Photos released by the Russian space agency show the launch of a Soyuz booster Wednesday from the Baikonur Cosmodrome in Kazakhstan with two Russian cosmonauts and a NASA astronaut en route to the International Space Station.
The 162-foot (49-meter) Soyuz-2.1a rocket departs from Pad No. 31 in Baikonur at 10:45:04 local time Wednesday. The lift took place at 0545:04 GMT (1:45:04 am EDT).
Soyuz rocket fuel-fuel engines have generated more than 900,000 pounds of thrust to push the mission to the launch pad in Baikonur.
In less than 10 minutes, the upper Soyuz stage deployed the Soyuz MS-17 spacecraft into orbit, initiating a fast-track, two-orbit encounter at the space station. The staff capsule is linked to the Rassvet module at the space station at 4:48 am EDT (0848 GMT).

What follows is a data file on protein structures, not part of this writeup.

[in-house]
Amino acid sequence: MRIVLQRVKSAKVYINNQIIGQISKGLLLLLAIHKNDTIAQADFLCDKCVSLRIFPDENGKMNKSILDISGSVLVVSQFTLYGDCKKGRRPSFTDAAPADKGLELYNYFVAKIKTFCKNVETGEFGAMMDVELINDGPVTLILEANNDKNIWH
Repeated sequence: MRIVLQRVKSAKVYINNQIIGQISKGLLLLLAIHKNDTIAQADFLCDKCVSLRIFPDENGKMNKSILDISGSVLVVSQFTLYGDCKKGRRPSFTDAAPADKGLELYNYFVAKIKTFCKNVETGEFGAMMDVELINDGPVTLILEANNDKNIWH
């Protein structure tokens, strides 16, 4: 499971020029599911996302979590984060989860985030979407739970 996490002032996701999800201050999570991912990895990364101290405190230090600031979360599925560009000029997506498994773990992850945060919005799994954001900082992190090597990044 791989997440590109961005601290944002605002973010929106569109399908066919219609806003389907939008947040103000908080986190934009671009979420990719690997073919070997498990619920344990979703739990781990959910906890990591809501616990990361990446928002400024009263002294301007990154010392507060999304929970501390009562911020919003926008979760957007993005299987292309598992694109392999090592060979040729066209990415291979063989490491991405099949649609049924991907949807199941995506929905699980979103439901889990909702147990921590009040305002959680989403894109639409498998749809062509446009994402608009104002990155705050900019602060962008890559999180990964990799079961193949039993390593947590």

Commander Sergey Ryzhikov boarded the center seat during a three-hour pursuit of the Soyuz MS-17 spacecraft at the space station. Ryzhikov, 46, was a former MiG-29 fighter pilot in the Russian Air Force and a veteran of a previous space station flight in 2016 and 2017, when he logged 173 days into orbit.
Russian cosmonaut Sergey Kud-Sverchkov boarded the left seat of the Soyuz and served as the main flight engineer. Kud-Sverchkov is a 37-year-old first-time space flier who joined the Russian cosmonaut corps in 2010 after working as a rocket engineer at Energia, the main contractor for the humanflight program in Russia.
NASA astronaut Kate Rubins is in the right seat inside the Soyuz crew capsule. Rubins, born in Connecticut and raised in California, launched his 42nd birthday to begin his second space station journey after a 115-day mission in 2016. He earned a Ph.D in cancer biology, worked in public health, and studied infectious diseases before he was selected as a NASA astronaut candidate in 2009.
These photos show the final preparations of the Soyuz crew pre-launch and mission lift to the galaxy station.
Email the author.
Follow Stephen Clark on Twitter: @ StephenClark1.